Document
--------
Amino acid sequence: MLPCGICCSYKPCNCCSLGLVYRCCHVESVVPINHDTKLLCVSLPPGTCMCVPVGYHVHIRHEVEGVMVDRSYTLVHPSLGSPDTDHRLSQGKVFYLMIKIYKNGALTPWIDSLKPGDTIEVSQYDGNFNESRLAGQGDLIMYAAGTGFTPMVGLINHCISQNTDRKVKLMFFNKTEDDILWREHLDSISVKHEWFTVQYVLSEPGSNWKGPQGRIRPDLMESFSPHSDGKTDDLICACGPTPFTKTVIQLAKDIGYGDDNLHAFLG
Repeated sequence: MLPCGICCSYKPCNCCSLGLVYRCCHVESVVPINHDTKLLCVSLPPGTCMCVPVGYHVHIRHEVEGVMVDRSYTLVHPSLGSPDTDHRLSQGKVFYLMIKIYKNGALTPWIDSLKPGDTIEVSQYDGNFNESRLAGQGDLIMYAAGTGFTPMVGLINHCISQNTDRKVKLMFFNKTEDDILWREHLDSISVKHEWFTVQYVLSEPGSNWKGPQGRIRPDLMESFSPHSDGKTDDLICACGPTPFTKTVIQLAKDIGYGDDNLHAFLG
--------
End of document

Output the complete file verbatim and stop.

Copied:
Amino acid sequence: MLPCGICCSYKPCNCCSLGLVYRCCHVESVVPINHDTKLLCVSLPPGTCMCVPVGYHVHIRHEVEGVMVDRSYTLVHPSLGSPDTDHRLSQGKVFYLMIKIYKNGALTPWIDSLKPGDTIEVSQYDGNFNESRLAGQGDLIMYAAGTGFTPMVGLINHCISQNTDRKVKLMFFNKTEDDILWREHLDSISVKHEWFTVQYVLSEPGSNWKGPQGRIRPDLMESFSPHSDGKTDDLICACGPTPFTKTVIQLAKDIGYGDDNLHAFLG
Repeated sequence: MLPCGICCSYKPCNCCSLGLVYRCCHVESVVPINHDTKLLCVSLPPGTCMCVPVGYHVHIRHEVEGVMVDRSYTLVHPSLGSPDTDHRLSQGKVFYLMIKIYKNGALTPWIDSLKPGDTIEVSQYDGNFNESRLAGQGDLIMYAAGTGFTPMVGLINHCISQNTDRKVKLMFFNKTEDDILWREHLDSISVKHEWFTVQYVLSEPGSNWKGPQGRIRPDLMESFSPHSDGKTDDLICACGPTPFTKTVIQLAKDIGYGDDNLHAFLG